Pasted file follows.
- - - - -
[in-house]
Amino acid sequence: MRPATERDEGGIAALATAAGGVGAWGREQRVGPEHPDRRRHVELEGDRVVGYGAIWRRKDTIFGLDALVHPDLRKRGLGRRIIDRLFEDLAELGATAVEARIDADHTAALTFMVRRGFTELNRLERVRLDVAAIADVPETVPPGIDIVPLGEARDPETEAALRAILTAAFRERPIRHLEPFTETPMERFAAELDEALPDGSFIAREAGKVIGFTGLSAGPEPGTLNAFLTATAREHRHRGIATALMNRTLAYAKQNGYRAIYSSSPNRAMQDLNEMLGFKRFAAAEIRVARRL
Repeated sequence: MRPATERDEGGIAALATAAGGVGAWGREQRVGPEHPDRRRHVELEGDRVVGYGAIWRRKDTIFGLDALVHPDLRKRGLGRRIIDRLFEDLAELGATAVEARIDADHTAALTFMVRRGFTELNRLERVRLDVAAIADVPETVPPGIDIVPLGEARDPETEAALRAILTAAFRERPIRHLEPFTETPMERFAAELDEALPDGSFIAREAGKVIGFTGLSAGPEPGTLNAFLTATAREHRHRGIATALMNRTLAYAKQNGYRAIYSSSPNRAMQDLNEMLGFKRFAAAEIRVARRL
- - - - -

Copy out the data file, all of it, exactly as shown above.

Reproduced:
[in-house]
Amino acid sequence: MRPATERDEGGIAALATAAGGVGAWGREQRVGPEHPDRRRHVELEGDRVVGYGAIWRRKDTIFGLDALVHPDLRKRGLGRRIIDRLFEDLAELGATAVEARIDADHTAALTFMVRRGFTELNRLERVRLDVAAIADVPETVPPGIDIVPLGEARDPETEAALRAILTAAFRERPIRHLEPFTETPMERFAAELDEALPDGSFIAREAGKVIGFTGLSAGPEPGTLNAFLTATAREHRHRGIATALMNRTLAYAKQNGYRAIYSSSPNRAMQDLNEMLGFKRFAAAEIRVARRL
Repeated sequence: MRPATERDEGGIAALATAAGGVGAWGREQRVGPEHPDRRRHVELEGDRVVGYGAIWRRKDTIFGLDALVHPDLRKRGLGRRIIDRLFEDLAELGATAVEARIDADHTAALTFMVRRGFTELNRLERVRLDVAAIADVPETVPPGIDIVPLGEARDPETEAALRAILTAAFRERPIRHLEPFTETPMERFAAELDEALPDGSFIAREAGKVIGFTGLSAGPEPGTLNAFLTATAREHRHRGIATALMNRTLAYAKQNGYRAIYSSSPNRAMQDLNEMLGFKRFAAAEIRVARRL